Temperature response measurements from eucalypts give insight into the impact of Australian isoprene emissions on air quality in 2050

Emmerson, Kathryn M.; Possell, Malcolm; Aspinwall, Michael J.; Pfautsch, Sebastian; Tjoelker, Mark G.

Predicting future air quality in Australian cities dominated by eucalypt emissions requires an understanding of their emission potentials in a warmer climate. Here we measure the temperature response in isoprene emissions from saplings of four different Eucalyptus species grown under current and future average summertime temperature conditions. The future conditions represent a 2050 climate under Representative Concentration Pathway 8.5, with average daytime temperatures of 294.5 K. Ramping the temperature from 293 to 328 K resulted in these eucalypts emitting isoprene at temperatures 4–9 K higher than the default maximum emission temperature in the Model of Emissions of Gases and Aerosols from Nature (MEGAN). New basal emission rate measurements were obtained at the standard conditions of 303 K leaf temperature and 1000 inline-formulaµmol minline-formula−2 sinline-formula−1 photosynthetically active radiation and converted into landscape emission factors. We applied the eucalypt temperature responses and emission factors to Australian trees within MEGAN and ran the CSIRO Chemical Transport Model for three summertime campaigns in Australia. Compared to the default model, the new temperature responses resulted in less isoprene emission in the morning and more during hot afternoons, improving the statistical fit of modelled to observed ambient isoprene. Compared to current conditions, an additional 2 ppb of isoprene is predicted in 2050, causing hourly increases up to 21 ppb of ozone and 24-hourly increases of 0.4 inline-formulaµg m−3 of aerosol in Sydney. A 550 ppm inline-formulaCO2 atmosphere in 2050 mitigates these peak Sydney ozone mixing ratios by 4 ppb. Nevertheless, these forecasted increases in ozone are up to one-fifth of the hourly Australian air quality limit, suggesting that anthropogenic inline-formulaNOx should be further reduced to maintain healthy air quality in future.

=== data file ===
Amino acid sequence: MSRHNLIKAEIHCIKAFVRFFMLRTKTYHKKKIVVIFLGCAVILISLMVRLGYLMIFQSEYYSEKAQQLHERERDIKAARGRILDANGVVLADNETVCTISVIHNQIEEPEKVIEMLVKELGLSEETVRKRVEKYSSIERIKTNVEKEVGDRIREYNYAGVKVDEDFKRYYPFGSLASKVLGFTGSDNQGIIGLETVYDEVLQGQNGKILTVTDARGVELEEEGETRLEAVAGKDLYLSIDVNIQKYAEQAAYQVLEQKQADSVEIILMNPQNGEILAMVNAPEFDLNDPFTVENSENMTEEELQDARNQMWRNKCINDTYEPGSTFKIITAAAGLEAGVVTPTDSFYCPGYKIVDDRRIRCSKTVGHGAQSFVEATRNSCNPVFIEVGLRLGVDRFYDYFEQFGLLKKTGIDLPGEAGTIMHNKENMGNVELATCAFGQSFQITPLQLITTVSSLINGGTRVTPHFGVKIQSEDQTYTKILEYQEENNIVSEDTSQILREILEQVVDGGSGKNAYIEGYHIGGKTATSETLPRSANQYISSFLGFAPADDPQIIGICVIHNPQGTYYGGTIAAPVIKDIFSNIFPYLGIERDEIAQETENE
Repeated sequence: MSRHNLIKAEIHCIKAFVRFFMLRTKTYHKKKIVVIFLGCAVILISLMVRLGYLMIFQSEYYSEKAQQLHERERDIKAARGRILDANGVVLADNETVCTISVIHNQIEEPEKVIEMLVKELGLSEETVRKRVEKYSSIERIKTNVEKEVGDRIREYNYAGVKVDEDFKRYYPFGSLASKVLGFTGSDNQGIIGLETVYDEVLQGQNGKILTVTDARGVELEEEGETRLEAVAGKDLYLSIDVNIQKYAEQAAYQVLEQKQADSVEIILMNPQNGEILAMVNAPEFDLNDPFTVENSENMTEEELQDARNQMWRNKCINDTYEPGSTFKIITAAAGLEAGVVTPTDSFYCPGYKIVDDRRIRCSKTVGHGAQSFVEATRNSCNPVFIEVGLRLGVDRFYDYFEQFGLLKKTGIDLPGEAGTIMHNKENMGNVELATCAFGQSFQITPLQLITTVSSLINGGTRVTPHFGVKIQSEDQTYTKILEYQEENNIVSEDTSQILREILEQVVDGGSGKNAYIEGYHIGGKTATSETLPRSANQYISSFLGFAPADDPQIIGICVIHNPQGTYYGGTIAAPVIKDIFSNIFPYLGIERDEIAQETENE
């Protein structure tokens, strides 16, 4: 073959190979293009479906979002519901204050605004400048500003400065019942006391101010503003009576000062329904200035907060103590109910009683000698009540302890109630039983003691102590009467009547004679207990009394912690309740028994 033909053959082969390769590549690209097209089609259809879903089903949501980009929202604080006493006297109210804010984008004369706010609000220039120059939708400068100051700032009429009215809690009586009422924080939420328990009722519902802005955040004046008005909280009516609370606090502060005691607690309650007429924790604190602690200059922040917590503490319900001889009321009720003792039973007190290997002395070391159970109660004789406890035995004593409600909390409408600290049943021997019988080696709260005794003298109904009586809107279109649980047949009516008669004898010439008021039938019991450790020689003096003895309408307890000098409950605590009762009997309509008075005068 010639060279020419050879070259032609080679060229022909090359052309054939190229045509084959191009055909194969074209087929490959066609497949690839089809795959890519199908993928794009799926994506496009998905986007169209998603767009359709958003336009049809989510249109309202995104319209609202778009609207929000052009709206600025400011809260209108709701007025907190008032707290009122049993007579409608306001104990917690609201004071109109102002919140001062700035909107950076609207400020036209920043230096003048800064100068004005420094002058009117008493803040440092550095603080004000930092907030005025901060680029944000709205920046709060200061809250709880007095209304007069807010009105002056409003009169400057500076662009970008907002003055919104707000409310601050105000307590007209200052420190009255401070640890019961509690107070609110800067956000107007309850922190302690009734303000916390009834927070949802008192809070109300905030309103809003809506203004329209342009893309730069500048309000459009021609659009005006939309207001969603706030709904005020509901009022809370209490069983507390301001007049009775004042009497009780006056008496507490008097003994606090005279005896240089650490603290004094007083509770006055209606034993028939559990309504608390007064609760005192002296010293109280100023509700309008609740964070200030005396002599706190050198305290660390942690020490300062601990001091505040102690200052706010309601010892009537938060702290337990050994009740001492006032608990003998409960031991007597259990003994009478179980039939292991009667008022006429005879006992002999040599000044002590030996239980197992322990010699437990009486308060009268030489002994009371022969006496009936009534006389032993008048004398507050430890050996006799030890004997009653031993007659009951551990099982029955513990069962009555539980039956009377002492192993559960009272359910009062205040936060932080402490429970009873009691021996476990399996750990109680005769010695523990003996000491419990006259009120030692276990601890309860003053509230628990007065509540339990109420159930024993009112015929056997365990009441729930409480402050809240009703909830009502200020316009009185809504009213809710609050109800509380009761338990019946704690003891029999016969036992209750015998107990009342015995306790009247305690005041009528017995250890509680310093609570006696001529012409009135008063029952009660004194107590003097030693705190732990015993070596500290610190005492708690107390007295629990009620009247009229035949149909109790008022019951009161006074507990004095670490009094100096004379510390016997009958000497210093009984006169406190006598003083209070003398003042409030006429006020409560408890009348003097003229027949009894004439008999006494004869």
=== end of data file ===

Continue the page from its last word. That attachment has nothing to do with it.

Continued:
Emmerson, Kathryn M. / Possell, Malcolm / Aspinwall, Michael J. / et al: Temperature response measurements from eucalypts give insight into the impact of Australian isoprene emissions on air quality in 2050. 2020. Copernicus Publications.


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